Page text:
YORK ON ADS / No 9: KFC

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The Independent Culture
WHAT is this thing called KFC? A model car for boy racers? A Sega game? In just 10 seconds the current Kentucky Fried Chicken commercial shows you all the problems of pioneering a market, getting 'knocked off' by lookalike operators and falling out of fashion. The issue for Kentucky Fried Chicken is that difficult word 'Fried', not the ideal description for a fast-food offering in an age when people don't want to be forcibly reminded of fat. It means you can't take advantage of the healthy associations of chicken. And, come to think of it, Chicken is a bit of a limitation too when McDonald's can peddle anything from Chinese to pizza.

There's even a problem with Kentucky. The fact is that in every other secondary shopping street in Anytown there are operators called, say, Virginia Fried Chicken which look very like the old Kentucky set-up but don't have the marketing costs and quality controls of a global operation.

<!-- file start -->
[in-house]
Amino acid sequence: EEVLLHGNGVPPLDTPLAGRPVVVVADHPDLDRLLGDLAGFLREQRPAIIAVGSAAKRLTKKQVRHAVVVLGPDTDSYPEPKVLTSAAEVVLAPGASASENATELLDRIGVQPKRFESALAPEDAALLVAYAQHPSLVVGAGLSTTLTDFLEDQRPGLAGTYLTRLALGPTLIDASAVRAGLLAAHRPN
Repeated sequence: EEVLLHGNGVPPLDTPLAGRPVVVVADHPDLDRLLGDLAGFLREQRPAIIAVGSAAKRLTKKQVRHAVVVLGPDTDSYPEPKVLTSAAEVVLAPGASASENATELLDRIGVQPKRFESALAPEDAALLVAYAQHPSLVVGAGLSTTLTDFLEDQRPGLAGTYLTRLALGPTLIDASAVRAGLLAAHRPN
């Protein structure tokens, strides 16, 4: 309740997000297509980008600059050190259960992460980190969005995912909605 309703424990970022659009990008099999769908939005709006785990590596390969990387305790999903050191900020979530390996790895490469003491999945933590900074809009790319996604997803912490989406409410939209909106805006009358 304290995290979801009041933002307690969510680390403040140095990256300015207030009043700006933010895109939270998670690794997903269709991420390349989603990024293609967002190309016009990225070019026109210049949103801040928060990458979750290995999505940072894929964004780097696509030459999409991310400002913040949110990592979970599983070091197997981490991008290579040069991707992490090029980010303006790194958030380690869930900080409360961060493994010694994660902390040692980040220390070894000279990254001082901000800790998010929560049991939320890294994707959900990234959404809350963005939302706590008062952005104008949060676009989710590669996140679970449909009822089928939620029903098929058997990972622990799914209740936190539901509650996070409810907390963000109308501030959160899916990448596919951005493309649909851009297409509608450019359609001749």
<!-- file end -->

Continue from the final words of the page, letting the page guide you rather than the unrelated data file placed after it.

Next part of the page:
The answer is to re-brand, redesign and to say we're different now. And to beat the drum about value because you're in danger of being undercut.

The KFC commercial has to do all this very fast. The strategy is pretty transparent. Some jazzy graphics render KFC as K-now, Fantastic and Costing for great meal deals. A cheery KFC assistant - just slightly Goldie Hawn - says you get it all at 'today's KFC'(always a giveaway word for a repositioning), then draws down a blind with the new KFC logo on it - giant initials and a sadly shrunken Colonel Sanders. 'Great value never tasted so good,' says the voice-over in light unidentifiable airline American - absolutely no South-

ern vowels. It sounds as if 'finger-lickin' good' is gone forever. Peter York

Tapes supplied by Tellex Commercials.

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